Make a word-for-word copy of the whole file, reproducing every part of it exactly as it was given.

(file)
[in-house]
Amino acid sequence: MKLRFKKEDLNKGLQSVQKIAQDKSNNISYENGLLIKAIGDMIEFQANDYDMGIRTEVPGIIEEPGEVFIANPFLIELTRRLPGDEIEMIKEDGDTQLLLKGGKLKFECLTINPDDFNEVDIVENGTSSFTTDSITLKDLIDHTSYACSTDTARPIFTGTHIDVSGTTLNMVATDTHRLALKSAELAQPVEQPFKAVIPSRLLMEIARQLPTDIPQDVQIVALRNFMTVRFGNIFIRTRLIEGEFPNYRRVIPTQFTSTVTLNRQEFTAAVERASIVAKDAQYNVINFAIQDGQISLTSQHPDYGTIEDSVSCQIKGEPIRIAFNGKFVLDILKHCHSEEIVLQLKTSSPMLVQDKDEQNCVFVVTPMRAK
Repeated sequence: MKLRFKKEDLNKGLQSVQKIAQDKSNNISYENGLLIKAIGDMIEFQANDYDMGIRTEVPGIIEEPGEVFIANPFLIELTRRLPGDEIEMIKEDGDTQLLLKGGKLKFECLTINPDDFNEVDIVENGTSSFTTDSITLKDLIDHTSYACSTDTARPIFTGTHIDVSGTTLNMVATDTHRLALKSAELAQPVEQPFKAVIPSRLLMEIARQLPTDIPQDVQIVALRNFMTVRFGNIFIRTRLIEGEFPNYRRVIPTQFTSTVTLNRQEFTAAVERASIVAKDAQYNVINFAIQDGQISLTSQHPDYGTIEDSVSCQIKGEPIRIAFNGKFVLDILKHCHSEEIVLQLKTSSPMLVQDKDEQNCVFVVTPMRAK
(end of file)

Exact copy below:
[in-house]
Amino acid sequence: MKLRFKKEDLNKGLQSVQKIAQDKSNNISYENGLLIKAIGDMIEFQANDYDMGIRTEVPGIIEEPGEVFIANPFLIELTRRLPGDEIEMIKEDGDTQLLLKGGKLKFECLTINPDDFNEVDIVENGTSSFTTDSITLKDLIDHTSYACSTDTARPIFTGTHIDVSGTTLNMVATDTHRLALKSAELAQPVEQPFKAVIPSRLLMEIARQLPTDIPQDVQIVALRNFMTVRFGNIFIRTRLIEGEFPNYRRVIPTQFTSTVTLNRQEFTAAVERASIVAKDAQYNVINFAIQDGQISLTSQHPDYGTIEDSVSCQIKGEPIRIAFNGKFVLDILKHCHSEEIVLQLKTSSPMLVQDKDEQNCVFVVTPMRAK
Repeated sequence: MKLRFKKEDLNKGLQSVQKIAQDKSNNISYENGLLIKAIGDMIEFQANDYDMGIRTEVPGIIEEPGEVFIANPFLIELTRRLPGDEIEMIKEDGDTQLLLKGGKLKFECLTINPDDFNEVDIVENGTSSFTTDSITLKDLIDHTSYACSTDTARPIFTGTHIDVSGTTLNMVATDTHRLALKSAELAQPVEQPFKAVIPSRLLMEIARQLPTDIPQDVQIVALRNFMTVRFGNIFIRTRLIEGEFPNYRRVIPTQFTSTVTLNRQEFTAAVERASIVAKDAQYNVINFAIQDGQISLTSQHPDYGTIEDSVSCQIKGEPIRIAFNGKFVLDILKHCHSEEIVLQLKTSSPMLVQDKDEQNCVFVVTPMRAK